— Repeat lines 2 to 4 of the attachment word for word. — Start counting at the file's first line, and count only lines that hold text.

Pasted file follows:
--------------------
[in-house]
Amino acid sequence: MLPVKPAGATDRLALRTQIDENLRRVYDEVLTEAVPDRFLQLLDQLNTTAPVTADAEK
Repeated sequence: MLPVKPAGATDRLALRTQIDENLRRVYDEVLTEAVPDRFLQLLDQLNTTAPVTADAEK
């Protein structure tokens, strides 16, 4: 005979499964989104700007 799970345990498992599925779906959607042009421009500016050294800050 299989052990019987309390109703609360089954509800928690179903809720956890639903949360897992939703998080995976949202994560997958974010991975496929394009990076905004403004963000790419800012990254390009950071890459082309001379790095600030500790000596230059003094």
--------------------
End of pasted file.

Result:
Amino acid sequence: MLPVKPAGATDRLALRTQIDENLRRVYDEVLTEAVPDRFLQLLDQLNTTAPVTADAEK
Repeated sequence: MLPVKPAGATDRLALRTQIDENLRRVYDEVLTEAVPDRFLQLLDQLNTTAPVTADAEK
């Protein structure tokens, strides 16, 4: 005979499964989104700007 799970345990498992599925779906959607042009421009500016050294800050 299989052990019987309390109703609360089954509800928690179903809720956890639903949360897992939703998080995976949202994560997958974010991975496929394009990076905004403004963000790419800012990254390009950071890459082309001379790095600030500790000596230059003094």